King or queen would suit me fine. I think I have an aptitude for ruling – especially the medieval way, when decisiveness and a tendency to steamroll the opposition were considered strengths, not flaws. Somewhat more realistically, I’m guessing that had I been born back then, I’d have made a good merchant’s wife (I’m great at book keeping). Of course, my life would probably have been short – one baby or so every other year would have had me worn out by the time I was forty…

Queen Anna, anyone?

Medieval Meal- what’s on your table?

According to Swedish medieval historian Mikael Nordberg, it would mostly be porridge made with barley (which is actually quite nice). Add to this the standard staple of bread, and that would be about it, now and then enhanced by some smoked fish or some bacon. Unless, of course, I was a queen, in which case I’d be feasting on fish in various varieties on the stipulated fish days (including beaver, seeing as everyone knows beavers are fish…) and just as many varieties of game and meat the other days.

A medieval beaver fights back: no one ever had this trouble with a haddock.

No chocolate, though, seeing as it wasn’t around back then. Most unfortunate – and should I ever time travel, I’d be bringing along an adequate stash…

Medieval Madness- what behaviour could you never accept today?

Well, I do have a major problem with executions – especially the gory varieties including disembowelment and such. Or burning at the stake. I also have a major dislike of the medieval fashion of subjecting people to in-depth inquiries as to their faith, using methods involving a lot of pain. The Inquisition and its brutal approach to those it deemed heretic is best left in the past. Having said that, the Inquisition survived well into Early Modern times, and has never been officially abolished by the Catholic Church – just renamed (and, one hopes, cleansed of some of its more doubtful methods of interrogation).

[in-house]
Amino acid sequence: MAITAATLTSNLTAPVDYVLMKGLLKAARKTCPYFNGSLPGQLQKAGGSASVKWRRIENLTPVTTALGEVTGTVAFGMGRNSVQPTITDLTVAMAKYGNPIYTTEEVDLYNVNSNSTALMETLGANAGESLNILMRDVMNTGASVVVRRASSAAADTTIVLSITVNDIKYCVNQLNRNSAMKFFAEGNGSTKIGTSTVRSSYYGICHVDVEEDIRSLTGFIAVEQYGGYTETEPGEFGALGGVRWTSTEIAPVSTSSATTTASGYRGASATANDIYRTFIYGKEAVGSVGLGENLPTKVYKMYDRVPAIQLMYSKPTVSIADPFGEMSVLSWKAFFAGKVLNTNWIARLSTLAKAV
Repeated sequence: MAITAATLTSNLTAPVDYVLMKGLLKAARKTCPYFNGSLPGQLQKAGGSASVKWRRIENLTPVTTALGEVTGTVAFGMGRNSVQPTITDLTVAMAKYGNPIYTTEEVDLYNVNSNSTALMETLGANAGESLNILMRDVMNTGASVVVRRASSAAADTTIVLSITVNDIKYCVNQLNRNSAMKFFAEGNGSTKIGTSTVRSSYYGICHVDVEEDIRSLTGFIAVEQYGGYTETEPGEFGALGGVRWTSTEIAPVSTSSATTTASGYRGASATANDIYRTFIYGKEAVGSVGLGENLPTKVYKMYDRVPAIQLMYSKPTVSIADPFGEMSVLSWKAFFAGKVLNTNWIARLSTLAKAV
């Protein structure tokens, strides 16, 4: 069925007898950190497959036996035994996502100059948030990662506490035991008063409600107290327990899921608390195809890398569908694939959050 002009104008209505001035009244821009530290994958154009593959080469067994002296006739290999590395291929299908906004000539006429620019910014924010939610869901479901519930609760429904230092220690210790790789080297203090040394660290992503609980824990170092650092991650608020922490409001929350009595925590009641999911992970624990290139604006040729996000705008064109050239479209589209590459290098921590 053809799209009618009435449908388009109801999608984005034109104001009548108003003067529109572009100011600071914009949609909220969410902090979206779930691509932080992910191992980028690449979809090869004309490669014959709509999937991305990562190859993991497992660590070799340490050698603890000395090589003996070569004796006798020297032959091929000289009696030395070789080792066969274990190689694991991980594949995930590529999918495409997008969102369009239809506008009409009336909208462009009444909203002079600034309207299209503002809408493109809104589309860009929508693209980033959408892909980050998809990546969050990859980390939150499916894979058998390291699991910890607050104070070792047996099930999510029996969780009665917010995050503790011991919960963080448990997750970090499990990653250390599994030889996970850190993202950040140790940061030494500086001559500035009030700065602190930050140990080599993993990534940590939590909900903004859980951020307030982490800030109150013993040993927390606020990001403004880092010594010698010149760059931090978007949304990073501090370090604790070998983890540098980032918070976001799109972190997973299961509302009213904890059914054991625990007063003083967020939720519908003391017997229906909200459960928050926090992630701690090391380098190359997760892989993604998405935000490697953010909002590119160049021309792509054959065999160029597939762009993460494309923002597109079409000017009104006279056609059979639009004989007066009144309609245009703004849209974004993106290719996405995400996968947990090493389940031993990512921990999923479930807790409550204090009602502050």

The hanging of traitors? Not under Queen Anna's watch.

Medieval Military- what’s your weapon of choice?

The sword. I practise extensively with a large wooden stick, going at the various trees that stand sentinel around our house and barn.

Look out, trees: she's getting ready again!
Medieval Matters- why do you love it so much?

Why? What sort of an unnecessary question is that? *rolls her eyes* I guess it’s the fact that life was so much more in your face back then. Birth, death, the forging of various national states, war and battle – they happened all around you, and from a distance it all comes across as pretty exciting and colourful.
When you have a lion in your boat: definitely excitement & colour. 
I imagine it was anything but for the people living through it, instead life was short and uncertain – even quite frightening at times. Ultimately, of course, studying any historical period serves as a way to understand why we ended up where we are and why.

Perfectly summed up, Anna, and thank you for your wonderful medley!

Had Anna Belfrage been allowed to choose, she’d have become a professional time-traveller. As such a profession does not exist, she settled for second best and became a financial professional with two absorbing interests, namely history and writing. Find out more by visiting her website

Anna's on Twitter @abelfrageauthor and her Facebook Page is Anna Belfrage Author.  She also blogs regularly on

All her books are available on Amazon.